Columns A moment about fifteen years ago on the neo-Nazi benches reveals how much politics has changed

Genuine political power is now being shared with the rallies.

As one on a sunny day I realized I was sitting in a neo-Nazi sauna.

The trip had been machined by a familiar porter who knew a lot of different people. There was at least a classical musician, a hippie, a black metal stylist and a Nazi. All in a neat line on Nazi benches.

A fifteen-year-old memory forces to rub the brainstem twice. How did such a group end up in the same space and discuss things calmly?

Sauna trip the organizer had not opened the evening’s host opinions in advance, but a more in-depth answer can be found elsewhere.

As far back as the early 2000s, parties that were taken seriously sought new voters from the political center. There were less angular angles in party politics than at present.

We lived through the golden age of political jargon. For a young person interested in marginal phenomena, it represented Brain Death.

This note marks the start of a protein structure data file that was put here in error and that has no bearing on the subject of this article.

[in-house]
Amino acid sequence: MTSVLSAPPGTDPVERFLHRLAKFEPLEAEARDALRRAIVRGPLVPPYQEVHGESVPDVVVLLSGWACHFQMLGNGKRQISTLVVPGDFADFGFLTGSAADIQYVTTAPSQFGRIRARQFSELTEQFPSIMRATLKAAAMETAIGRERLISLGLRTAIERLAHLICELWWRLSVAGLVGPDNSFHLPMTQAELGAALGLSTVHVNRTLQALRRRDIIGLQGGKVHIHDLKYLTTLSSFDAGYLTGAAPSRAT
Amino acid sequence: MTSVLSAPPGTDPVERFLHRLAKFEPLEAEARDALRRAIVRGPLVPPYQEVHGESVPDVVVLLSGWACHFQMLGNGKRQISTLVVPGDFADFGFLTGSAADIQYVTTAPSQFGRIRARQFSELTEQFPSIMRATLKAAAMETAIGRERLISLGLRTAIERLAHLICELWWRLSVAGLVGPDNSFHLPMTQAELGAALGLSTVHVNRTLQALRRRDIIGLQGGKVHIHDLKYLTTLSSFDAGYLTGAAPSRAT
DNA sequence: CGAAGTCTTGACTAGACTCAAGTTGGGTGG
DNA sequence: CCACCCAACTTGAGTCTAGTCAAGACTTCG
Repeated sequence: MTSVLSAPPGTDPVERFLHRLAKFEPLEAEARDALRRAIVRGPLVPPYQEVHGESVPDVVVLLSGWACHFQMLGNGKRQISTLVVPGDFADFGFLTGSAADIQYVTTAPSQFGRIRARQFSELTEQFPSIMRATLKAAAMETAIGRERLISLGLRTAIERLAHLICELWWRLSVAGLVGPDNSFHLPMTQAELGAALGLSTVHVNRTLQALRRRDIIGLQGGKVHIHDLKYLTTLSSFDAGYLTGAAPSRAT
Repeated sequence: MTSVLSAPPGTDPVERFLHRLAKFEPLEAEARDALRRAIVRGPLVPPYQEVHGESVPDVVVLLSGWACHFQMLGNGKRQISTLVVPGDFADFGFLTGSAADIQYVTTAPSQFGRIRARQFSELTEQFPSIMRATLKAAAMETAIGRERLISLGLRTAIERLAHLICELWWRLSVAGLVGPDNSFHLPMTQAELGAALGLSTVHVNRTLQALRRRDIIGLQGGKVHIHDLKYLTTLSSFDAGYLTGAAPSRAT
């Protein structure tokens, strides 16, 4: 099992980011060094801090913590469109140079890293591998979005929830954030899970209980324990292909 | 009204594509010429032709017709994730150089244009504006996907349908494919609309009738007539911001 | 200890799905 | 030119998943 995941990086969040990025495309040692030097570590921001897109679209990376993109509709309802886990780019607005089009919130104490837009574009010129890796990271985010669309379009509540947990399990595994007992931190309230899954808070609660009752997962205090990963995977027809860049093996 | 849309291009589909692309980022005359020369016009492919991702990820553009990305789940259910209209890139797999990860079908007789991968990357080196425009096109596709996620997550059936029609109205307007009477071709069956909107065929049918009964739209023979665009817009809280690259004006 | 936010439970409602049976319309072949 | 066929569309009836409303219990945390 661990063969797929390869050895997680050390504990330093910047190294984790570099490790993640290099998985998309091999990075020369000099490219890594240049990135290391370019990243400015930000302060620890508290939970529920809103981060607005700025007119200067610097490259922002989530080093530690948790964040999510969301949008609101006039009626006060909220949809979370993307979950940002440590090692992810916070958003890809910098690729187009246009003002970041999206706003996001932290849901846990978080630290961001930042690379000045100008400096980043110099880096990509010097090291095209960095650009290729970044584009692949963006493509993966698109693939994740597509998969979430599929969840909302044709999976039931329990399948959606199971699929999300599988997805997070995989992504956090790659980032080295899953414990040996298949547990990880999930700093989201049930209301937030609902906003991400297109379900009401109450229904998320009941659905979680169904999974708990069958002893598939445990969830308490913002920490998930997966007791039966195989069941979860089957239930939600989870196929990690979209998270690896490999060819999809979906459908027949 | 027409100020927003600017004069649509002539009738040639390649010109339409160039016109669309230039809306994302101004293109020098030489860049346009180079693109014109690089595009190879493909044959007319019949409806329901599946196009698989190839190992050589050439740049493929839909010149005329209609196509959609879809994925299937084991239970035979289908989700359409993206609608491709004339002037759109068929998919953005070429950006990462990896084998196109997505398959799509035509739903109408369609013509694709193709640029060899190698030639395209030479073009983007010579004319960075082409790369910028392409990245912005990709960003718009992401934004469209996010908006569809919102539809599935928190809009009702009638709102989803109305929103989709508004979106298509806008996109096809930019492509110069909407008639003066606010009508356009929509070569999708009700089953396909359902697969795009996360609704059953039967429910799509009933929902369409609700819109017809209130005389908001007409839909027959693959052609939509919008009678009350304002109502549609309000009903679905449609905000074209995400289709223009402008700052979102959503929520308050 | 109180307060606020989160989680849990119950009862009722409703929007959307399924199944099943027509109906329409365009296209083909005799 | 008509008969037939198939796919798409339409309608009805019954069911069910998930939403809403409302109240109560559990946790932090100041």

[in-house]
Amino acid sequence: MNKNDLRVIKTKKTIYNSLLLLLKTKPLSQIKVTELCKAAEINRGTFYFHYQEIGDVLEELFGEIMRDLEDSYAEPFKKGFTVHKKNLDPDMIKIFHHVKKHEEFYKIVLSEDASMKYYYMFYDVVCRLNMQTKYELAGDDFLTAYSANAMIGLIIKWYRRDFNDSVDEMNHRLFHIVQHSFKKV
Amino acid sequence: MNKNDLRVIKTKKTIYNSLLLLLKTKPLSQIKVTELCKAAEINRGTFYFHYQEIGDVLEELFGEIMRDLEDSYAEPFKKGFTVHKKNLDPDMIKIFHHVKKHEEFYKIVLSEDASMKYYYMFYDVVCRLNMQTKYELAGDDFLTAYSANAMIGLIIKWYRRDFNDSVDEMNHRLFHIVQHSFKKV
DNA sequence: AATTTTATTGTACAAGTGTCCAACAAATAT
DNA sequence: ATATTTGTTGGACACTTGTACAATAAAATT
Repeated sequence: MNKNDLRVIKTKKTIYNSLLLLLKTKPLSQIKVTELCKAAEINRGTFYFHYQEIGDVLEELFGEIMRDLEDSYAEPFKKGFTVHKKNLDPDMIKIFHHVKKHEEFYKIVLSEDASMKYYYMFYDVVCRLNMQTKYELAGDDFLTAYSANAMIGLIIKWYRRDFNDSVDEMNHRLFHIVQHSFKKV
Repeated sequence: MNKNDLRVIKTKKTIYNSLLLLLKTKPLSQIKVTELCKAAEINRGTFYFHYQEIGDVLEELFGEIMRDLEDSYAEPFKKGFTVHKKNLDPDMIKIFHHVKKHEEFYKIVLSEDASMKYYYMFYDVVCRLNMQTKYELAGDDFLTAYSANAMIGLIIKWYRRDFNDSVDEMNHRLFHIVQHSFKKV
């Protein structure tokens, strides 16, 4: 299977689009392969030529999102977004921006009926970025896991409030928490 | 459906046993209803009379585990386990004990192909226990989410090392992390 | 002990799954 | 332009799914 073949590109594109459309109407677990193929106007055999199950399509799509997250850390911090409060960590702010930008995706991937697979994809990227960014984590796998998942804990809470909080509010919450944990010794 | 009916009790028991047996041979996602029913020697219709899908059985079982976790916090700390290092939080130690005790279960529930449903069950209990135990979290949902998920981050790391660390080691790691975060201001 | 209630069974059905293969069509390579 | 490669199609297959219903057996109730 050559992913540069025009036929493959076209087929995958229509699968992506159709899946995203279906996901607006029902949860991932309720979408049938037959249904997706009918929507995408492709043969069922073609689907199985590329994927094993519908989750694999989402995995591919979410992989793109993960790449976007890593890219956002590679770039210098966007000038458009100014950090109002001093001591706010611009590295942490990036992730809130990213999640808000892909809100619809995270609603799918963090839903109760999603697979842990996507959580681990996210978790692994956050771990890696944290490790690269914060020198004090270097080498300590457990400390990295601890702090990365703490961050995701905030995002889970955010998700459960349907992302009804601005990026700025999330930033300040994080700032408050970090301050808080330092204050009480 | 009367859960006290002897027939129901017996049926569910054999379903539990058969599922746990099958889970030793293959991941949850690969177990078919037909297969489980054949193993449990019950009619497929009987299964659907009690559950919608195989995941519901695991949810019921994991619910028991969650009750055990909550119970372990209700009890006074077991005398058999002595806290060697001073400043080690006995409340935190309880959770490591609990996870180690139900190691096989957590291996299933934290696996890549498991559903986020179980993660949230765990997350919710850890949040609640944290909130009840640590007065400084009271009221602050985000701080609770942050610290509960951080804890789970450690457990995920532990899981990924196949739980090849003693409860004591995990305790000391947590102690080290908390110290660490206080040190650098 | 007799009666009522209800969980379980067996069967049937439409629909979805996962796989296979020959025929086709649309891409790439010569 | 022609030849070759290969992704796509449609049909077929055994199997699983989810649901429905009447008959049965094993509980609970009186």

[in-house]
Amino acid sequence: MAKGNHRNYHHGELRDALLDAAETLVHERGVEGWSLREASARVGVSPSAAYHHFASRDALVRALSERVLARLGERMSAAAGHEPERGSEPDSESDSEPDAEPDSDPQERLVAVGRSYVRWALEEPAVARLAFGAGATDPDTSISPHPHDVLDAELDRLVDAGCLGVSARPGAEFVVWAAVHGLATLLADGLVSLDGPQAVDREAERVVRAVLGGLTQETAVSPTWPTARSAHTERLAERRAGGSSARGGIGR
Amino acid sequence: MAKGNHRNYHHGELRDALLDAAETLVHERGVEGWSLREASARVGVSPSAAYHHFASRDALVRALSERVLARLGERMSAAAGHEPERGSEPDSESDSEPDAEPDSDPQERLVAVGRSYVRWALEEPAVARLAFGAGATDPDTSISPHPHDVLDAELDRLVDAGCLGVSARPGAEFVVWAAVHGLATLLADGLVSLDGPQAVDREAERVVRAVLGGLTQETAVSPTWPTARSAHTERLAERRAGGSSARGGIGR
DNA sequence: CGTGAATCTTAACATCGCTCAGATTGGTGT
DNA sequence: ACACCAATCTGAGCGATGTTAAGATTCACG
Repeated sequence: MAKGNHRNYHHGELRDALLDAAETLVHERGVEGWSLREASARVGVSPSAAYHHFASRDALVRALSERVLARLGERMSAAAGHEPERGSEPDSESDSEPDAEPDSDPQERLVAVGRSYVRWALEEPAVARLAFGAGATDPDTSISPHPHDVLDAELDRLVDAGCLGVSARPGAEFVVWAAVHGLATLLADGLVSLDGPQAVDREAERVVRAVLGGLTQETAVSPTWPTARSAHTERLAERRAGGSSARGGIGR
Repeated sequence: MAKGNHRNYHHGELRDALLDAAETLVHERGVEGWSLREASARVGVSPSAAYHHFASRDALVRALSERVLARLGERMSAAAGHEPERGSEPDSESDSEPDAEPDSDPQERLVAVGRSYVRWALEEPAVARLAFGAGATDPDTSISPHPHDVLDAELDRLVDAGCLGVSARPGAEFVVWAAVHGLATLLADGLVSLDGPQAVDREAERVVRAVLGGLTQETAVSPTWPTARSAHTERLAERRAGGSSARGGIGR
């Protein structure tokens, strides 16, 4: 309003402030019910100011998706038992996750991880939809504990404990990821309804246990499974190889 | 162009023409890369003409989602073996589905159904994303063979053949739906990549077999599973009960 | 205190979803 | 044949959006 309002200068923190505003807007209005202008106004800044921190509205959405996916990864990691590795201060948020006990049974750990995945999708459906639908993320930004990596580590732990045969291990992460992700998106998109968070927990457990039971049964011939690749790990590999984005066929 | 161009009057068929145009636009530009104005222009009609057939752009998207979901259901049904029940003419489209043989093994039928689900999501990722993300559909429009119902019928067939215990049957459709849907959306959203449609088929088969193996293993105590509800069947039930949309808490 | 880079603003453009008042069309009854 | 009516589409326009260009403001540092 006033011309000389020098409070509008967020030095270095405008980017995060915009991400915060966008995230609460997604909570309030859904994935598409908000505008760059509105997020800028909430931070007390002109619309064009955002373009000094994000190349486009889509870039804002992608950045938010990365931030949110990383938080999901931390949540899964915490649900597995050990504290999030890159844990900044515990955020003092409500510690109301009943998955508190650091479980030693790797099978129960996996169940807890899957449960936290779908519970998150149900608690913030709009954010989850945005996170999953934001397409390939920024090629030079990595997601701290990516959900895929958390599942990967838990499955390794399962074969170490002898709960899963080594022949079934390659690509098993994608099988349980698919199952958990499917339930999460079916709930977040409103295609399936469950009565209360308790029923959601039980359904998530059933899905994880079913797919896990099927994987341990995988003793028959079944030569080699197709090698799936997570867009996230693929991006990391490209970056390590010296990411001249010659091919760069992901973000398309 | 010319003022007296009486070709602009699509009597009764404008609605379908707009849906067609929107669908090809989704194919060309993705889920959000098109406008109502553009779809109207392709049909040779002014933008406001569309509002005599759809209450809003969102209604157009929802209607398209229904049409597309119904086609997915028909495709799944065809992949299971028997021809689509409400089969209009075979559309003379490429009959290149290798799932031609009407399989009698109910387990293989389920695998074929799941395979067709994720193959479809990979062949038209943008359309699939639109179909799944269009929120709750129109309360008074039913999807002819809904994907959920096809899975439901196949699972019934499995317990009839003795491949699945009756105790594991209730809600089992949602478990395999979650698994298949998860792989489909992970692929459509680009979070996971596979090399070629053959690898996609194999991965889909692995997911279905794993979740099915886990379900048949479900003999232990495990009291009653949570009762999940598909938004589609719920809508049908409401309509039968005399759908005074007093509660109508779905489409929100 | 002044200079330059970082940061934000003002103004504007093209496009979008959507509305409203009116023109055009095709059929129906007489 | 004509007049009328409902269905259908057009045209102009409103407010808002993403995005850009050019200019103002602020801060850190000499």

Nothing – perhaps with the exception of the Nazis – could provoke strong political reactions in just about anyone. Punkers, occupiers, radical right-wingers and Communist Party membership book holders could be set off as people trying desperately to get out of the gray political straitjacket.

Helsinki from the Coalition one can see how far those times have come.

A local politician triggered a political crisis in his party when he dreamed of Helsinki without communists on Twitter.

Fifteen years ago, most people would have giggled at some nonsensical comment. The Communists would have been pleased when someone took them seriously.

However, times changed. Old parties are still expected to have political table manners and credible values, but at the same time, bogus can gain real power.

Swastika tattoo also stopped in the early 2000s. The sauna trip could have ended badly if one of those involved had been the wrong color in the opinion of the neo-Nazis.

I don’t miss the Nazi sauna, but I could have kept something from that time.

Thanks to the net, people are now closer together than ever before, but the mental gaps seem to be tearing wider and wider. There will be no good in the end.

In Some, it’s easy to undercut the bar and call another a Nazi without good reasons. It’s just as easy to label someone as a communist.

Another was before. Then we left the sauna, said goodbye to a real Nazi, looked for better parties and wondered that all sorts.

The author is the legal editor of HS.

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